Saturday, April 7, 2012

Graphic sorry



Couple of things for you before the Easter Bunny gets here:

Just enough time to get your nominations in to Story South Award - closing April 9th - for the best short story of at least 1,000 words published online (not self-published) in 2011. Thanks to Dorothee Lang for this link.

My thanks to AUT and judge Dylan Horrocks for picking my graphic story "Alchemy Hour" to win the AUT New Zealand Creative Writing Competition - my first ever win - seriously, unless we're counting that spagetti I won at the tombola in infant school (spag that turned out to be dried up in the single person sized tin - enough for one person, that is, not a tin as large as a single person - that would be silly). If you'd like to read the story, it's here.

Followers of my face book page will have noted I was particularly overwhelmed by my success, in part for the above reason, but also because I almost didn't enter the competition at all. The deadline was looming and it wasn't clear from the entry guidelines if non-students could enter. Huge thanks to Ant Sang for finding out and letting me know I could. But I was literally going against the clock and the story I did enter wasn't even my first choice.

My first choice ate up a lot of time and paper and ended up down the back of the book case. My winning story, therefore, was something of a last minute panic, and lucky for me it was because that's what gave me the inspiration for the structure - that and the fact I can't actually draw! Oh, and the other fact that I was down to two pieces of A4 cold pressed cotton paper. Just goes to show it's sometimes what you don't have that counts! That was the structure sorted.

Content wise, my daughter had just had her first surf lesson and I'd spent the whole of that day just staring at the sea, studying the way the waves peak and roll. I wanted to capture that. In my dreams I imagined the piece as a mini movie, I'm not convinced I pulled it off, but the thing I am happiest about is that I finally got to tell the story about my granddad.

My granddad taught me to paint with his watercolour paints. He kept them in a shortbread tin in the pantry cupboard in the caravan where my brother and I holidayed with him. I found him just after he'd died. I was nine.

I'm sorry I was too late, I hope my story conveys that.

17 comments:

Teresa Stenson said...

It does convey that, Rachel. It's very powerful. And the drawings are fab, the waves, the colours.

H U G E congratulations to you x hope you celebrated...?

Rachel Fenton said...

Thank you, Teresa x

No celebration - I think my trumpet tooting on fb sufficed!

Rachel Fox said...

Well done.
x

Rachel Fenton said...

Thanks, Rachel x

Buttercup said...

Congratulations! I can't believe this is your first ever win. I'd love to read Alchemy Hour but at the moment my internet is so poor it can't handle it! I'll read it as soon as I can.

Have a great Easter!

Helen

P.S. trying to comment with my google account. Hope it works!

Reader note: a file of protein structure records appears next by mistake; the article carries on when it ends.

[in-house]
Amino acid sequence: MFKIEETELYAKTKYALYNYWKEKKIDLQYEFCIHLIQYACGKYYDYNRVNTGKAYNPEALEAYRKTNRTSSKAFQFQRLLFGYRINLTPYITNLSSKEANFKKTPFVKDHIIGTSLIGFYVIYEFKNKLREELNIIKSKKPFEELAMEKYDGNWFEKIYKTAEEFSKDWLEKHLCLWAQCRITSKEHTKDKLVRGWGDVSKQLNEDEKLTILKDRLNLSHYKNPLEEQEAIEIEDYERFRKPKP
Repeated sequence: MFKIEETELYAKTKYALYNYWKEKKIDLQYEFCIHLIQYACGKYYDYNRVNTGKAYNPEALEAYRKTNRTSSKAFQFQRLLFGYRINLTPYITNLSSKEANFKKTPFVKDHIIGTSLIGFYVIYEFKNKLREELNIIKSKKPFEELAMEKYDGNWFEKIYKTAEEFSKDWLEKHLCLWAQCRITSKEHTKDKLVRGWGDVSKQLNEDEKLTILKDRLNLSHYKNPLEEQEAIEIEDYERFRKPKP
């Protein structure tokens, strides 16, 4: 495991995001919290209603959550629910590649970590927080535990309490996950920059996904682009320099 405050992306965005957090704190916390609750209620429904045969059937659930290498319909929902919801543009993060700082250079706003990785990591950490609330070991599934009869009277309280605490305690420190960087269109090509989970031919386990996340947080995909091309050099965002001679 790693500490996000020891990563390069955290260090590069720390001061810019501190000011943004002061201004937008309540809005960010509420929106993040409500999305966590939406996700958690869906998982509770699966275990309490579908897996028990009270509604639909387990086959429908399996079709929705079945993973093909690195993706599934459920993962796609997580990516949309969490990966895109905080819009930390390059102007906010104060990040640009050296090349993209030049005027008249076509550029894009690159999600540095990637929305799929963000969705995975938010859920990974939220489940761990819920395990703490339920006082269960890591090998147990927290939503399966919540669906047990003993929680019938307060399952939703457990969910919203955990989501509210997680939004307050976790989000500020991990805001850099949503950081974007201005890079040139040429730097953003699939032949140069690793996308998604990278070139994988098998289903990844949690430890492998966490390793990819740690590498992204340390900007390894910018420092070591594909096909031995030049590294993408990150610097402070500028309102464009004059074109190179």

Rachel Fenton said...

Thanks, Helen x

Lori said...

I also liked the paintings a lot!
And it is always fascinating to find the inspiration behind a certain piece of art. It's like an introduction into how the artist's mind works, and what can be more fascinating than that?

Rachel Fenton said...

Thank you, Lori x

I'm not sure my mind has that much to offer but I'm happy to give a peek.

Andrea said...

Congrats once again on this, Rae! It's really beautiful.

Rachel Fenton said...

Thank you, Andrea x

sara crowley said...

I really like this, Rachel. Many congratulations :)

Rachel Fenton said...

Thanks so much, Sara x

Michelle said...

WOW, fantastic news, Rachel. Congratulations -- and what a great story. Glad you entered last minute. Will be sure to repost this news!

Michelle said...

WOW, wonderful news, Rachel! Congratulations to you!! I must re-post this!

Rachel Fenton said...

Thanks, Michelle! x

Dominic Rivron said...

A worthy winner. That really touched me. I never learned to use my father's paints.

Thanks, by the way for your chastisement! I've done a bit of a rewrite, as I wrote that post quickly and I'd not meant it to come over as it obviously did! I just wanted to vent my frustration at priorities involved the media people who design these shows. There was even a thing on the radio the other day about how they even encourage lousy acts to give the public a laugh in the early rounds.

Rachel Fenton said...

Thanks Dominic.

I saw your reply comment to mine and I intended swinging by your blog last night but got distracted. Sorry for that, and that you had to come over here - I didn't intend to make you feel bad.

I wasn't actually cross with you, it was more the pervading whiff of mirth that hit a nerve and I shoudln't have reacted the way I did.

It suggested in its generalisational way there were more deserving tracts of society than a girl training her dog which I thought was morally and fundamentally wrong. But that wasn't your fault, it was the reaction the stupid prize money drew.

I agree there's not enough incentive portrayed on tv to encourage more kids to take up instruments and the like beyond the media hype surrounding pop acts (and that's not a dis on pop either). The disparity between prizes is deplorable, as is that between the media's priorities.

TV is such a powerful social control you'd think it would, by now, have been put to better use. Maybe music lessons in real time on tv for starters to get to all those who'd usually vegetate at home.

I dunno. Rambling now...think you'd have to have been the poor kid others laughed at to know where I was coming from.

Thanks for addressing it though.